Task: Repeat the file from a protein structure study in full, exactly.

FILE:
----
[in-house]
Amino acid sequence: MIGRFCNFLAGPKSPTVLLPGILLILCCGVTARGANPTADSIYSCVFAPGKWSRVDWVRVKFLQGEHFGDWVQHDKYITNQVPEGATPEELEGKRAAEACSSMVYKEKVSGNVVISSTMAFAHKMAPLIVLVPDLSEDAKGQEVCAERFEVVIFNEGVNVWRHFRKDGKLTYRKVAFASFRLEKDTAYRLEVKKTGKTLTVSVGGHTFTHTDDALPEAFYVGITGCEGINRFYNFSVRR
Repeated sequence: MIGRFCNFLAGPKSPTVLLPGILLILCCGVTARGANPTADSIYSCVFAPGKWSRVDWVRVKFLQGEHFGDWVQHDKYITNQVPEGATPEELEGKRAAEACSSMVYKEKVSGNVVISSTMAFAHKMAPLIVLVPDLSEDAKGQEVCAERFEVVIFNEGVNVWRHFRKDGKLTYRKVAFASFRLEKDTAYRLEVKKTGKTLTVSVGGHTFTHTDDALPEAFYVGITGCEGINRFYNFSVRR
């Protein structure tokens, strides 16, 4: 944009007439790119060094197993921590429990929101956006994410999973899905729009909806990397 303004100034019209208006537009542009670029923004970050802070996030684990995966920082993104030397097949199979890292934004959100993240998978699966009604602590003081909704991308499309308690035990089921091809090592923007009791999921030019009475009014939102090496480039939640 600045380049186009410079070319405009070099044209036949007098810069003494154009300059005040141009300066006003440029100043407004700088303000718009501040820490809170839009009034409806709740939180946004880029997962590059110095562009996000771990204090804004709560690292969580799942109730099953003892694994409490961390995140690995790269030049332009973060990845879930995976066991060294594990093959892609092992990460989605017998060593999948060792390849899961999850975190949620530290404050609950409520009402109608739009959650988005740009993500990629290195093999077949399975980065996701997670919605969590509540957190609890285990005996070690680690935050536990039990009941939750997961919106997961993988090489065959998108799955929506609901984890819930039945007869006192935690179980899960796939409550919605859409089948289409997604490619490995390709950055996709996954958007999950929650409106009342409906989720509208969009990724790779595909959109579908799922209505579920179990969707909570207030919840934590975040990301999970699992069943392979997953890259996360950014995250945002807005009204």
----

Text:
[in-house]
Amino acid sequence: MIGRFCNFLAGPKSPTVLLPGILLILCCGVTARGANPTADSIYSCVFAPGKWSRVDWVRVKFLQGEHFGDWVQHDKYITNQVPEGATPEELEGKRAAEACSSMVYKEKVSGNVVISSTMAFAHKMAPLIVLVPDLSEDAKGQEVCAERFEVVIFNEGVNVWRHFRKDGKLTYRKVAFASFRLEKDTAYRLEVKKTGKTLTVSVGGHTFTHTDDALPEAFYVGITGCEGINRFYNFSVRR
Repeated sequence: MIGRFCNFLAGPKSPTVLLPGILLILCCGVTARGANPTADSIYSCVFAPGKWSRVDWVRVKFLQGEHFGDWVQHDKYITNQVPEGATPEELEGKRAAEACSSMVYKEKVSGNVVISSTMAFAHKMAPLIVLVPDLSEDAKGQEVCAERFEVVIFNEGVNVWRHFRKDGKLTYRKVAFASFRLEKDTAYRLEVKKTGKTLTVSVGGHTFTHTDDALPEAFYVGITGCEGINRFYNFSVRR
């Protein structure tokens, strides 16, 4: 944009007439790119060094197993921590429990929101956006994410999973899905729009909806990397 303004100034019209208006537009542009670029923004970050802070996030684990995966920082993104030397097949199979890292934004959100993240998978699966009604602590003081909704991308499309308690035990089921091809090592923007009791999921030019009475009014939102090496480039939640 600045380049186009410079070319405009070099044209036949007098810069003494154009300059005040141009300066006003440029100043407004700088303000718009501040820490809170839009009034409806709740939180946004880029997962590059110095562009996000771990204090804004709560690292969580799942109730099953003892694994409490961390995140690995790269030049332009973060990845879930995976066991060294594990093959892609092992990460989605017998060593999948060792390849899961999850975190949620530290404050609950409520009402109608739009959650988005740009993500990629290195093999077949399975980065996701997670919605969590509540957190609890285990005996070690680690935050536990039990009941939750997961919106997961993988090489065959998108799955929506609901984890819930039945007869006192935690179980899960796939409550919605859409089948289409997604490619490995390709950055996709996954958007999950929650409106009342409906989720509208969009990724790779595909959109579908799922209505579920179990969707909570207030919840934590975040990301999970699992069943392979997953890259996360950014995250945002807005009204």